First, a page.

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New York State's economy is growing slowly, but it will grind to a halt if the State Legislature approves Gov. Pataki's proposed budget, the head of the state AFL-CIO said Friday.

About 250,000 jobs will be lost in the public and private sectors due to deep cuts in state funding for health care, education, construction projects and aid to municipalities, according to Edward J. Cleary, president of the state AFL-CIO, which represents 2.5 million unionized workers.

He said the health care and construction industries will be hit hard by reduced state spending.

In addition, all companies will be affected by property taxes and other levies, which are likely to rise as the state's personal income tax is reduced and Albany shifts more responsibilities to local governments, Cleary told reporters and editors of The Buffalo News.

"Businesses will leave the state, and small businesses which voted for him (Pataki) are going to scream when they see their property tax bills," he said.

"We have to live with taxes. Gov. Pataki is just shifting the responsibility to local governments, and we will have bigger budget problems in the end," he added.

The state AFL-CIO opposes further personal income tax cuts because it believes they will grow New York's structural deficit from the current $2 billion to $5 billion.

Furthermore, the proposed income tax savings of $106 for each taxpayer will be more than offset by $2,000 per person in additional local levies, college tuition and user fees, said Denis M. Hughes, Cleary's executive assistant.

Pataki's budget calls for $37 million less in aid to localities, but only gives these communities a $12 million break on mandates. So, cities, towns, villages and counties will be forced to raise $25 million in additional revenues to meet the responsibilities that Albany has dumped on them, Hughes said.

"The biggest tax burden isn't the state income tax, it's property and federal income taxes," he added.

The union leaders also complained about the media blitz launched by Change-NY, a conservative lobbying group. They predicted that Change-NY's campaign to raise an additional $1 million from the business community for more budget-related ads will fail once executives see the "misinformation being put out."

The state AFL-CIO has spent $116,000 to date on advertising, primarily in newspapers.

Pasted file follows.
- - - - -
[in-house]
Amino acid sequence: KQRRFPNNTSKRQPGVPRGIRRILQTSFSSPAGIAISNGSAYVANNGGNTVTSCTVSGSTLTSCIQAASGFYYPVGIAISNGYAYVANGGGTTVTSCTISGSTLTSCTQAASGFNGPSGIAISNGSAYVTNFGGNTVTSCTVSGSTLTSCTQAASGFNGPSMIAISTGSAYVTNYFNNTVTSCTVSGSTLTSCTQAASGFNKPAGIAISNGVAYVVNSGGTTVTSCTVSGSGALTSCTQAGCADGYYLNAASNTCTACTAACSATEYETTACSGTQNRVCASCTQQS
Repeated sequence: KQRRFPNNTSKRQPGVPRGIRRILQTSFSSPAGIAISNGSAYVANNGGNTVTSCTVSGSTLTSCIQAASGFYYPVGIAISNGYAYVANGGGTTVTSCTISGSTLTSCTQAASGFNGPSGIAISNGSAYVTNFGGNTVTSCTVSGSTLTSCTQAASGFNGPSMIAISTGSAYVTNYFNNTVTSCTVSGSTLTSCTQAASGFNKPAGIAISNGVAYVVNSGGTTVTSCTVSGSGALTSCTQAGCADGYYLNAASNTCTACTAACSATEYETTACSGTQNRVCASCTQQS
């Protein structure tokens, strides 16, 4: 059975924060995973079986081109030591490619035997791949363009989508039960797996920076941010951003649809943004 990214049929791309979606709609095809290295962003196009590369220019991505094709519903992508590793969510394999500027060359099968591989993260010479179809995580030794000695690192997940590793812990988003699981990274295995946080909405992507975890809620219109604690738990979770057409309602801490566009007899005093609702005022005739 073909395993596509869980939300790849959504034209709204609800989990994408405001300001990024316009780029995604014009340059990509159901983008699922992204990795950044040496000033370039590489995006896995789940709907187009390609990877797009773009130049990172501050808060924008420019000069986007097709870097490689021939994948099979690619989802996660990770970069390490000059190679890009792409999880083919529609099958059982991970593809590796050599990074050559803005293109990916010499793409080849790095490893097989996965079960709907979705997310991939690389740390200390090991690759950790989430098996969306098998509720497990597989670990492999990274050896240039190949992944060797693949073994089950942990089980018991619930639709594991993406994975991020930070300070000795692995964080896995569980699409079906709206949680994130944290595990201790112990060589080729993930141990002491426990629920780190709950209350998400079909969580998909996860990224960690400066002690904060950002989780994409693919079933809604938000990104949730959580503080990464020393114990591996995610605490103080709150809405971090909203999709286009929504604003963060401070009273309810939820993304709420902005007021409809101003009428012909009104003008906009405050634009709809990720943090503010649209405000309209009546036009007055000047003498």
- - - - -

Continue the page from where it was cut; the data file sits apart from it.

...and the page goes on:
"The governor is following the reckless advice of Change-NY, a group of millionaires who are prepared to create chaos in New York State to get their way and reduce taxes on the rich and the big corporations, in other words, on themselves," Cleary said.

"They will not succeed. A fair budget is more important than an April 1st budget. If for the first time in living memory we have a New York governor who wants -- in the interests of a clique of millionaires -- to wage war on working people, the elderly, the poor and the disabled, he will learn soon enough that New Yorkers know how to fight for their rights and organized labor is prepared to lead that fight," Cleary said.

The Business Council of New York State and the National Federation of Independent Business, a small-business lobbying group, both have embraced Pataki's budget. They predict his spending plan will jump-start the economy.

Daniel Walsh, the council's president, predicts that the budget will create 375,000 private-sector jobs by the year 2000. Companies will begin to hire people again because of their renewed confidence in the state's ability to control government expenditures, he said.

"Over a million enterprises in New York State pay taxes on their profits through the personal income tax of the owners," said Mark P. Alesse, the NFIB's state director.

"These businesses will grow and create jobs with a lower, flatter income tax rate. The passage of this budget will mark the beginning of New York's economic resurgence, which will be led by small business," he said.

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